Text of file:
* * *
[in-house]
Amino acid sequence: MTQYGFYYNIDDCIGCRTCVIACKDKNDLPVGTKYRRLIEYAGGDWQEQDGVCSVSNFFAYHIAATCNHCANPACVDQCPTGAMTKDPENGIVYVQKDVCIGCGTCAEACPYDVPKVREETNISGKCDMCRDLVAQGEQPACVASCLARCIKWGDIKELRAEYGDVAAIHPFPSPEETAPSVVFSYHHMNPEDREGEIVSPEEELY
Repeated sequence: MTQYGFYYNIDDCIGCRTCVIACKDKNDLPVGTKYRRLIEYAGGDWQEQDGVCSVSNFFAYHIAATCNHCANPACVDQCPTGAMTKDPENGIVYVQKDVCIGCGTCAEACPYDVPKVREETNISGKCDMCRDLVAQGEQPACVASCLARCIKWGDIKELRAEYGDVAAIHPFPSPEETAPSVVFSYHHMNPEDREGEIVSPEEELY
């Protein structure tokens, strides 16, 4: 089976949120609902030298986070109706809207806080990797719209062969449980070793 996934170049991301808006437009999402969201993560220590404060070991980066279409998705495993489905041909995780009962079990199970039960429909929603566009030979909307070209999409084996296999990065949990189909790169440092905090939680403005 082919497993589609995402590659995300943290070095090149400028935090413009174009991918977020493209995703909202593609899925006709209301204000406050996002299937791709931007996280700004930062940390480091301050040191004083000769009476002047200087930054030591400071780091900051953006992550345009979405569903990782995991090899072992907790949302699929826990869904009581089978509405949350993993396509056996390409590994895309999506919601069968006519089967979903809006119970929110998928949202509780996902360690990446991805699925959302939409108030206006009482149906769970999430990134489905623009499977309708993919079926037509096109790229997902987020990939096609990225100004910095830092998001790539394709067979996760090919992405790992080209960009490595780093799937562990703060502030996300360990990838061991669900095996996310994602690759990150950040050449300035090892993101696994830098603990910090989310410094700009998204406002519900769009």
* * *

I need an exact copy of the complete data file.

[in-house]
Amino acid sequence: MTQYGFYYNIDDCIGCRTCVIACKDKNDLPVGTKYRRLIEYAGGDWQEQDGVCSVSNFFAYHIAATCNHCANPACVDQCPTGAMTKDPENGIVYVQKDVCIGCGTCAEACPYDVPKVREETNISGKCDMCRDLVAQGEQPACVASCLARCIKWGDIKELRAEYGDVAAIHPFPSPEETAPSVVFSYHHMNPEDREGEIVSPEEELY
Repeated sequence: MTQYGFYYNIDDCIGCRTCVIACKDKNDLPVGTKYRRLIEYAGGDWQEQDGVCSVSNFFAYHIAATCNHCANPACVDQCPTGAMTKDPENGIVYVQKDVCIGCGTCAEACPYDVPKVREETNISGKCDMCRDLVAQGEQPACVASCLARCIKWGDIKELRAEYGDVAAIHPFPSPEETAPSVVFSYHHMNPEDREGEIVSPEEELY
């Protein structure tokens, strides 16, 4: 089976949120609902030298986070109706809207806080990797719209062969449980070793 996934170049991301808006437009999402969201993560220590404060070991980066279409998705495993489905041909995780009962079990199970039960429909929603566009030979909307070209999409084996296999990065949990189909790169440092905090939680403005 082919497993589609995402590659995300943290070095090149400028935090413009174009991918977020493209995703909202593609899925006709209301204000406050996002299937791709931007996280700004930062940390480091301050040191004083000769009476002047200087930054030591400071780091900051953006992550345009979405569903990782995991090899072992907790949302699929826990869904009581089978509405949350993993396509056996390409590994895309999506919601069968006519089967979903809006119970929110998928949202509780996902360690990446991805699925959302939409108030206006009482149906769970999430990134489905623009499977309708993919079926037509096109790229997902987020990939096609990225100004910095830092998001790539394709067979996760090919992405790992080209960009490595780093799937562990703060502030996300360990990838061991669900095996996310994602690759990150950040050449300035090892993101696994830098603990910090989310410094700009998204406002519900769009």